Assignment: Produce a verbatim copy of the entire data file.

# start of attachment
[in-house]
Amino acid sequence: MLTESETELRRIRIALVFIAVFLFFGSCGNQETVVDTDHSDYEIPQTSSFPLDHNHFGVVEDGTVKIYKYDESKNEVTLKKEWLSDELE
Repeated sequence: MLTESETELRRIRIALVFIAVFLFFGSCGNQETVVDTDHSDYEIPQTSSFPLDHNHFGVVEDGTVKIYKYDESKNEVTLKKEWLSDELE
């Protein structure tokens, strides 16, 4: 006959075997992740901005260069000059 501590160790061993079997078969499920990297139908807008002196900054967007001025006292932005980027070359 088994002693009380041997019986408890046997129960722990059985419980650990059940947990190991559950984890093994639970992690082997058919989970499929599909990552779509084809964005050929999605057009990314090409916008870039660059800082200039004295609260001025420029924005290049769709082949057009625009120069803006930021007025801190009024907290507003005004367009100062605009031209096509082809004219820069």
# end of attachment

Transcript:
[in-house]
Amino acid sequence: MLTESETELRRIRIALVFIAVFLFFGSCGNQETVVDTDHSDYEIPQTSSFPLDHNHFGVVEDGTVKIYKYDESKNEVTLKKEWLSDELE
Repeated sequence: MLTESETELRRIRIALVFIAVFLFFGSCGNQETVVDTDHSDYEIPQTSSFPLDHNHFGVVEDGTVKIYKYDESKNEVTLKKEWLSDELE
């Protein structure tokens, strides 16, 4: 006959075997992740901005260069000059 501590160790061993079997078969499920990297139908807008002196900054967007001025006292932005980027070359 088994002693009380041997019986408890046997129960722990059985419980650990059940947990190991559950984890093994639970992690082997058919989970499929599909990552779509084809964005050929999605057009990314090409916008870039660059800082200039004295609260001025420029924005290049769709082949057009625009120069803006930021007025801190009024907290507003005004367009100062605009031209096509082809004219820069």